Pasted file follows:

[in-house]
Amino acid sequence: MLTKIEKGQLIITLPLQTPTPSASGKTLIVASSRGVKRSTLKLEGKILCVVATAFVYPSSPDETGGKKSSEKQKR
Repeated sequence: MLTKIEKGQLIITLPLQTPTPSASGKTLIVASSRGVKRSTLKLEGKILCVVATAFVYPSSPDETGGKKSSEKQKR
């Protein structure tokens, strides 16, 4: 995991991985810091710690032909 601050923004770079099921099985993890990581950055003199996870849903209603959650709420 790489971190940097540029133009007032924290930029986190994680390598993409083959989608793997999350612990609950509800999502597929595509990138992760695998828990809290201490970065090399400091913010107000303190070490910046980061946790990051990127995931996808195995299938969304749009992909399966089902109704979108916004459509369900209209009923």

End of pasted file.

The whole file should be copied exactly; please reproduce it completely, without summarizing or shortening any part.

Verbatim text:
[in-house]
Amino acid sequence: MLTKIEKGQLIITLPLQTPTPSASGKTLIVASSRGVKRSTLKLEGKILCVVATAFVYPSSPDETGGKKSSEKQKR
Repeated sequence: MLTKIEKGQLIITLPLQTPTPSASGKTLIVASSRGVKRSTLKLEGKILCVVATAFVYPSSPDETGGKKSSEKQKR
């Protein structure tokens, strides 16, 4: 995991991985810091710690032909 601050923004770079099921099985993890990581950055003199996870849903209603959650709420 790489971190940097540029133009007032924290930029986190994680390598993409083959989608793997999350612990609950509800999502597929595509990138992760695998828990809290201490970065090399400091913010107000303190070490910046980061946790990051990127995931996808195995299938969304749009992909399966089902109704979108916004459509369900209209009923």